An Introduction to Laser Spectroscopy

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Springer Science & Business Media, Aug 31, 2002 - Juvenile Nonfiction - 375 pages
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Remarkably sustained advances in the development of new lasers and their applications in spectroscopy have prompted this revised and expanded edition of the highly successful Introduction to Laser Spectroscopy, first published in 1995. In the new edition the editors have preserved the basic concept and structure, with the involvement of some new authors - all recognized experts in laser spectroscopy. Each chapter addresses a different technique, providing a review and analysis of the current status, and reporting some of the latest achievements. With the key formulas and methods detailed in many sections, this text represents a practicable handbook of its subject. It will be a valuable tool both for specialists to keep abreast of developments and for newcomers to the field needing an accessible introduction to specific methods of laser spectroscopy - and also as a resource for primary references.
The first two chapters lay out the technical details of the main laser systems now employed for spectroscopy, and then the principles and applications of absorption and fluorescence measurements. Following a description of Raman scattering, the development of pump-probe techniques is then traced. The next chapters deal more specifically with applications of laser-induced fluorescence, first addressing diagnostics for biochemical systems, and then applications to ordered systems. The use of tunable infrared lasers for the spectroscopy of transient species is discussed in the next chapter, followed by an introduction to optical nonlinearity focusing on its surface applications. The utilisation of nonlinear optics for tunable ultraviolet generation is then described and the penultimate chapter gives a description of femtosecond laser ionisation applied in mass spectrometry. The book concludes with a survey of the environmental applications of laser remote sensing.
 

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Contents

8009
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Ferraro J R and Nakamoto K 1994 Introduction to Raman Spectroscopy Academic
168
Harvey A B 1981 Chemical Applications of Nonlinear Raman Spectroscopy Academic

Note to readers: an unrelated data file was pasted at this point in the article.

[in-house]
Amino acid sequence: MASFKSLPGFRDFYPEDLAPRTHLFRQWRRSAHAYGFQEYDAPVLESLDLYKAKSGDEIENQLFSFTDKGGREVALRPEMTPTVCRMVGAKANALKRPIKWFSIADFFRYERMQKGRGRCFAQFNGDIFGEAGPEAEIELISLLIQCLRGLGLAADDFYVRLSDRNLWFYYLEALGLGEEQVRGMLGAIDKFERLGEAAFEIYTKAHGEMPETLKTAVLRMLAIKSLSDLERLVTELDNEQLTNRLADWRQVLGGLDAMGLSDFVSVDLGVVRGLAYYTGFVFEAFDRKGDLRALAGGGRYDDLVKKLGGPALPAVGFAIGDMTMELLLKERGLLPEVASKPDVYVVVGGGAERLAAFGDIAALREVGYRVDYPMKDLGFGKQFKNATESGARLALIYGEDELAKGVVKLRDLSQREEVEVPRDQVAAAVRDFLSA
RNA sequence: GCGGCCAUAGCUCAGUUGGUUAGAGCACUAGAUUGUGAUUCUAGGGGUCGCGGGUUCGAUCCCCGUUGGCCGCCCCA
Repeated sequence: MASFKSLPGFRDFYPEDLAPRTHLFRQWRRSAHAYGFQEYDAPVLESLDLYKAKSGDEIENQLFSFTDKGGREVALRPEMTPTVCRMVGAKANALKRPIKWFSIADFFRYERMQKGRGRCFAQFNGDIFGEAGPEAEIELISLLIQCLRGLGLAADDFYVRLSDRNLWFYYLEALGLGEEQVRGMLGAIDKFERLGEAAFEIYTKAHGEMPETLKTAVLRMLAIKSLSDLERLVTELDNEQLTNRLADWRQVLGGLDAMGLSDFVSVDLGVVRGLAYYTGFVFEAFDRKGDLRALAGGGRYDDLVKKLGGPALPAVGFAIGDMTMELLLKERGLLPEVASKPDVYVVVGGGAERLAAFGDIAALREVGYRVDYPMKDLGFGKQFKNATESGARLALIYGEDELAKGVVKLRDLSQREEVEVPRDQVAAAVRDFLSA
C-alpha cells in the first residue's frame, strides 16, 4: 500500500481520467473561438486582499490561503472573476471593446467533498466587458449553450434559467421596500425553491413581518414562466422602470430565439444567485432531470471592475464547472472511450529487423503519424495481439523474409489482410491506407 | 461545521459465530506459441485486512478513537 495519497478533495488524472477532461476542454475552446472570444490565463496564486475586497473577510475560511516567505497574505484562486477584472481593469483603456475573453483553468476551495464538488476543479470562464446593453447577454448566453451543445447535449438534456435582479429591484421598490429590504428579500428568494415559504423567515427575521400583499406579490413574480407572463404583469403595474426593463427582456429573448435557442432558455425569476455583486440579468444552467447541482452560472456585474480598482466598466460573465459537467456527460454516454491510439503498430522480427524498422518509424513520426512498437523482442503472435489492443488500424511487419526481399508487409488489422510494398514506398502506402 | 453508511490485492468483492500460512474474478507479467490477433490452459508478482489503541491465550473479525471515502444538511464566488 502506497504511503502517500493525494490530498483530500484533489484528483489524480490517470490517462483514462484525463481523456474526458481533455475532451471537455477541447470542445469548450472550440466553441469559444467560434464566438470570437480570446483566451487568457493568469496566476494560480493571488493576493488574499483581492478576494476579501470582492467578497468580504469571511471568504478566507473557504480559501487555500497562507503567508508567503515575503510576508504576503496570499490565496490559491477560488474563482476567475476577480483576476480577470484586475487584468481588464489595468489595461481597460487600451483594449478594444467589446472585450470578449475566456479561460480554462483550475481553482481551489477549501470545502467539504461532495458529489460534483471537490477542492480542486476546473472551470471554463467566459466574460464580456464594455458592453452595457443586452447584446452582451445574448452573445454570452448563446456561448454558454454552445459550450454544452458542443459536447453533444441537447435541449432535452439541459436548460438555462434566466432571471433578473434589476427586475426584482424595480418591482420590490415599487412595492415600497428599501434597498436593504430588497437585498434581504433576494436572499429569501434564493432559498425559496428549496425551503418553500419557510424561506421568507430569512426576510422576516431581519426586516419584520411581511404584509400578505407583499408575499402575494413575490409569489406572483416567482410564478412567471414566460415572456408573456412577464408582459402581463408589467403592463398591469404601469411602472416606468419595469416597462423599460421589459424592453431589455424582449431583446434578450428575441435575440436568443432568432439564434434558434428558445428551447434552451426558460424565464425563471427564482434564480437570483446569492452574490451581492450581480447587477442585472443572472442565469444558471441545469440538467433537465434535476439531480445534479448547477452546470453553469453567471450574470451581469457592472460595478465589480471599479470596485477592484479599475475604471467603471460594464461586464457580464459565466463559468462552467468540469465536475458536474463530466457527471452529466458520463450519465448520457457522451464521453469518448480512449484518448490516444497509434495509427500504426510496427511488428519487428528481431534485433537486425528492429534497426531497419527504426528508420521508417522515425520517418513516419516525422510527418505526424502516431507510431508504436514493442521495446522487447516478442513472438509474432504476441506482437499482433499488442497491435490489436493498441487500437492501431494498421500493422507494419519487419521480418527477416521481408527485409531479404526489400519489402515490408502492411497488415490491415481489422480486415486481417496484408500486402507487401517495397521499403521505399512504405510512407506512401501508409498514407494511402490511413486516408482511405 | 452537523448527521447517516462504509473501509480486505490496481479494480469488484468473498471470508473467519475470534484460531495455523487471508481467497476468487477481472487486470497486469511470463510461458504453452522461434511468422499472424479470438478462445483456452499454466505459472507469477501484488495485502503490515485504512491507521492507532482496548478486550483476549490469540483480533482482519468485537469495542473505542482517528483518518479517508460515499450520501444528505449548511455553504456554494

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26
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Schweiger G 1999 In Analytical Chemistry of Aerosols K R Spumey ed Lewis Boca
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1
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About the author (2002)

Following PhD studies in Chemistry at University College London, David Andrews spent two years as a Research Associate in the Department of Mathematics. He then joined the University of East Anglia as Lecturer, gaining a Chair in Chemical Physics in 1996; he has also held Visiting Fellowships at the University of Canterbury in New Zealand, and twice at the University of Western Ontario in Canada. Prof. Andrews was elected a Fellow of the Royal Society of Chemistry in 1988, a Fellow of the Institute of Physics in 1999, and a Fellow of SPIE, the International Society for Optical Engineering, in 2006. The interests of his research group broadly concern developing the theory of molecular interactions - with each other, and with light - in terms of quantum electrodynamics (QED). Quantum electrodynamics is essentially the study of how matter interacts with light, treating both matter and light quantum mechanically. The QED group at UEA has been at the forefront in applications ranging from spectroscopy and nonlinear optics to the intermolecular transport of energy. Prof. Andrews has more than 300 research papers and 10 books to his name, including the widely adopted textbook, Lasers in Chemistry; he is also on the Editorial Boards of four international journals. The current focus of his research is on novel mechanisms for optical nanomanipulation and switching, and light harvesting in nanostructured molecular systems. His group enjoys strong international links, particularly with groups in Canada, Lithuania, New Zealand and the US. Prof. Andrews was recently Chair of the SPIE Nanotechnology Technical Group and he is currently Chair of the Royal Society of Chemistry Molecular Spectroscopy Group.